Most health care providers (HCPs) will at some stage have adult patients who are incapable of making their own health-related decision. Various arrangements allow substitute decision-makers to make decisions for such adults. It is important that HCPs understand the hierarchy of substitute decision-makers and when substitute consent is required.

Impaired capacity

An adult has “impaired capacity” to make a decision about a health matter under the Guardianship and Administration Act 2000 (GAA) if they are unable to carry out any part of the below decision-making process:[1]

  • Understanding the nature and effect of decisions about the matter.
  • Freely and voluntarily making decisions about the matter.
  • Communicating the decisions in some way.

It is important to note that an adult may lack capacity regarding some health matters but not others. For instance, they may have capacity to consent to non-invasive treatment but not be able to evaluate the benefits and risks of complicated surgery.

Who is the substitute decision-maker?

If an adult lacks the capacity to make a decision about a health matter, the HCP should identify the appropriate substitute-decision.

For matters other than Special Health Care matters[2] the priority begins with any ADVANCED HEALTH DIRECTIVE (AHD) made by the adult.

An AHD records an adult’s wishes about their future health care. It must be made while the adult still has decision-making capacity.

If the AHD does not apply to the particular health matter, the substitute decision-maker will be, in order of priority:-

View table

Disagreement as to who should be the substitute decision-maker can be referred to the Office of the Public Guardian.[5]

HCPs should sight the appointing instrument to satisfy themselves that it is validly drafted and executed and is applicable to the particular circumstances.[6] Seek legal advice if in doubt.

When making decisions, substitute decision-makers must apply the Health Care Principles[7]. These include that power should be exercised in the way least restrictive of the adult’s rights and only if it is necessary and appropriate for the adult’s health and in the adult’s best interests. The principles also state that the substitute decision-maker must, to the greatest extent practicable, seek and take into account the adult’s wishes and the information given by the HCP.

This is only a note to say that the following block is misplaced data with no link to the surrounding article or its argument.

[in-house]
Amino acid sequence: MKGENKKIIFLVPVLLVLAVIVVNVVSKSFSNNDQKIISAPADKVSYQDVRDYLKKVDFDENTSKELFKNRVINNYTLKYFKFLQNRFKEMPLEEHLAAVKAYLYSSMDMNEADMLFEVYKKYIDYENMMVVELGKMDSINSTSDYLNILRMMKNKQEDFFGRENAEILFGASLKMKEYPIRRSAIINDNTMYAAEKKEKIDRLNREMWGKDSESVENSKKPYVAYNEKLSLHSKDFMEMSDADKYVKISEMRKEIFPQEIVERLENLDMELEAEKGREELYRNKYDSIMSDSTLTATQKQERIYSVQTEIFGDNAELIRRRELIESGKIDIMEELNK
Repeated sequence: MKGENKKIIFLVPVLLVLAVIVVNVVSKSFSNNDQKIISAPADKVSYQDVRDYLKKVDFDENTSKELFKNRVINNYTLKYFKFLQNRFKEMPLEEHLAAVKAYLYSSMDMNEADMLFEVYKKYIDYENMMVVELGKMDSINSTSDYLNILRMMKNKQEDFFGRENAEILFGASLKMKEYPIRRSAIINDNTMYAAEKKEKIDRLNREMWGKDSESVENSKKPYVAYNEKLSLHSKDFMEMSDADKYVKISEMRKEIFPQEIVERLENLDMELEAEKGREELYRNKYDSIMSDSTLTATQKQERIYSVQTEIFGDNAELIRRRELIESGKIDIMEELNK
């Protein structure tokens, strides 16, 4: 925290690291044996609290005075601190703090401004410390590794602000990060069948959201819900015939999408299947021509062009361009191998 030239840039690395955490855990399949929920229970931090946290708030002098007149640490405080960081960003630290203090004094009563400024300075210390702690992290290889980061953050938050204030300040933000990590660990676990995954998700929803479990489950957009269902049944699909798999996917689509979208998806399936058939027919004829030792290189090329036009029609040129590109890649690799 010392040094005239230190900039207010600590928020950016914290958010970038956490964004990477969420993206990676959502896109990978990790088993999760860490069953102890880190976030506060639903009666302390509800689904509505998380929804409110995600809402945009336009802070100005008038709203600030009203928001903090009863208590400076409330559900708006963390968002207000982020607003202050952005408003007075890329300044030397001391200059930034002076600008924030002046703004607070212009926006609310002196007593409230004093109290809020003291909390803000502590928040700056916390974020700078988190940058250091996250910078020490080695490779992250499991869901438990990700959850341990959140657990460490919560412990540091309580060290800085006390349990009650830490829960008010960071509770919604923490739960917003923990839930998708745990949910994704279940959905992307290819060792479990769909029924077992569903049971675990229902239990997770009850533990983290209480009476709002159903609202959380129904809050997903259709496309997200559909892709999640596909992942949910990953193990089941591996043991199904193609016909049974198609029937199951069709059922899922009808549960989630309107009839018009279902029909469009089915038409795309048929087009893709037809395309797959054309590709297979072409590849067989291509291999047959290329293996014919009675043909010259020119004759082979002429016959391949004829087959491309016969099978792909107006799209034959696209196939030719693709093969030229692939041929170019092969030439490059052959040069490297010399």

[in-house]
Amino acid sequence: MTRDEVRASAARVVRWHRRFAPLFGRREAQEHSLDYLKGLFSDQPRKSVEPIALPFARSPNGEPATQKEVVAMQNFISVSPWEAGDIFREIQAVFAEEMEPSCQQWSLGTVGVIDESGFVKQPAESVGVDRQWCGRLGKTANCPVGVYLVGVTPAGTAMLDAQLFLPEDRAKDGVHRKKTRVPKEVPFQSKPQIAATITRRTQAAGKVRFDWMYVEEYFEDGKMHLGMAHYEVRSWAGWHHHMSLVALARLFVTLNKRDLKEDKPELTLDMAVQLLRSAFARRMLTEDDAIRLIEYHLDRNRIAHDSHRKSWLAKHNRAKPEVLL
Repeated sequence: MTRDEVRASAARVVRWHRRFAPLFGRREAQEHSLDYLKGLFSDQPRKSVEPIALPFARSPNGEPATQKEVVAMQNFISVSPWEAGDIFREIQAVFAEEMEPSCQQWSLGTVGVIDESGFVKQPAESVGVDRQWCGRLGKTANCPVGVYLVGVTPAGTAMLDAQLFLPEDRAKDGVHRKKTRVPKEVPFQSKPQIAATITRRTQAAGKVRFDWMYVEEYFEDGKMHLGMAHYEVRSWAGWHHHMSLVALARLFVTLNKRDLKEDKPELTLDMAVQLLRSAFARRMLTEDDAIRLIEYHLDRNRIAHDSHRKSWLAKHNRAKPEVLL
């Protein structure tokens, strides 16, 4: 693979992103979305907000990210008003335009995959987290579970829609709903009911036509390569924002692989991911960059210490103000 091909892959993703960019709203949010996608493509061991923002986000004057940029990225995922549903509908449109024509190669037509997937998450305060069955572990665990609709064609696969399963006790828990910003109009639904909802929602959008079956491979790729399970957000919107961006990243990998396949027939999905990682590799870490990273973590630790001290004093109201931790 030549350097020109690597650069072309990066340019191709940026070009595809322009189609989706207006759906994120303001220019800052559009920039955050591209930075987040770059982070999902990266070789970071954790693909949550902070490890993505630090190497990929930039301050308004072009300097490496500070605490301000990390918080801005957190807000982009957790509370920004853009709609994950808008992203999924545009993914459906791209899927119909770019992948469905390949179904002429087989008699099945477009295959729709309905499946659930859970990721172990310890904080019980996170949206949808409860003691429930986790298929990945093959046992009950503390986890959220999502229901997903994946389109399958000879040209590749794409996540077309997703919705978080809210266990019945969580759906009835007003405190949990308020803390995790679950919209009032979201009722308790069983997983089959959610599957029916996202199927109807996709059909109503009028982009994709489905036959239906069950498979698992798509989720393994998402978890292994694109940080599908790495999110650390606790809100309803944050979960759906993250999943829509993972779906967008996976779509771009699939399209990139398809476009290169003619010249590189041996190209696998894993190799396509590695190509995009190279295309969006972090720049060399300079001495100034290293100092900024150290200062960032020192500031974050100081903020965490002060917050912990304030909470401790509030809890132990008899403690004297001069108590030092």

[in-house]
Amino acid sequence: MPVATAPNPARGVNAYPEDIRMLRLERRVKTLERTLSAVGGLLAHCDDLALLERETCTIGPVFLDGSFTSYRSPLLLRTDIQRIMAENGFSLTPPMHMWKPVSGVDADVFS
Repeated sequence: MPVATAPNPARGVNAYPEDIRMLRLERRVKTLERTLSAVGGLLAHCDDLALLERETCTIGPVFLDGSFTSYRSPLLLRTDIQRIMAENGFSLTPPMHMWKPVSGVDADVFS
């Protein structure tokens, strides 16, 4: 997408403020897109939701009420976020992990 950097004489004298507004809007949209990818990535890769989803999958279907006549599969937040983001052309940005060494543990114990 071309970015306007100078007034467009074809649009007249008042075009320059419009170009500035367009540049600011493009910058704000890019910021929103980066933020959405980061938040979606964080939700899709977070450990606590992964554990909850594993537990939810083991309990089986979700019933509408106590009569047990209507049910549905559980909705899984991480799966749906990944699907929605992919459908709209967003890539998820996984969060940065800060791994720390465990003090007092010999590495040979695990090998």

When substitute consent is not required

Substitute consent is not needed for urgent health care[8] provided it is not reasonably practicable to obtain consent from the adult’s attorney or guardian for health matters (if they have one) or their SHA, except if the health provider knows that the adult has objected to the health care proposed in an AHD.[9]

Additionally, health care to prevent significant pain or distress to the adult can be carried out if the adult has minimal or no understanding of what the care involves or why it is necessary, and the care is unlikely to cause distress that is outweighed by the benefit.[10]

A life-sustaining measure may be withheld or withdrawn for an adult without consent in certain circumstance where the measure is inconsistent with good medical practice.[11]

Minor and uncontroversial health care[12] may also be carried out without consent if the health provider reasonable considers that the health care is required and will best promote the adult’s health and wellbeing.

If the health care is carried out, the HCP must certify in the adult’s records the circumstances enabling the care to be carried out.[13]

In all cases the health care cannot be provided if the health provider knows (or could reasonably be expected to know) that the adult objects to the health care.

Obtaining substitute consent

HCPs must give the substitute decision-maker all information necessary for them to exercise their power in relation to a health matter unless they have a “reasonable excuse” for not doing so.[14] The GAA says that it is a “reasonable excuse” if giving the information might tend to incriminate the HCP.

This includes information about:

  • The adult’s condition(s).
  • The particular form of health care proposed/or carried out.
  • Why it was/will be necessary.
  • Alternative forms of health care available for the condition at the time of treatment and the general nature and effect of each.
  • Long and/or short term significant risk.
  • Why a particular treatment should be carried out.[15]

Potential conflicts

Conflict can occur between family members (or other substitute decision-makers) as well as with the HCP.

If there is a conflict between family members and there is no attorney or guardian, HCPs should allow time (where possible) for them to make the decision, ensuring they have all necessary information.

Where the conflict is between the family members and the HCP again ensure the substitute decision-maker has time and make all efforts to communicate the necessary information. If helpful, explain the HCP cannot provide treatment that is not consistent with good medical practice. If the substitute decision-maker is not satisfied, they can seek a second medical opinion.

If you, as a HCP, believe the substitute decision-maker is not making decision in the adult’s best interest, contact the Office of the Public Guardian for further guidance and consider seeking legal advice.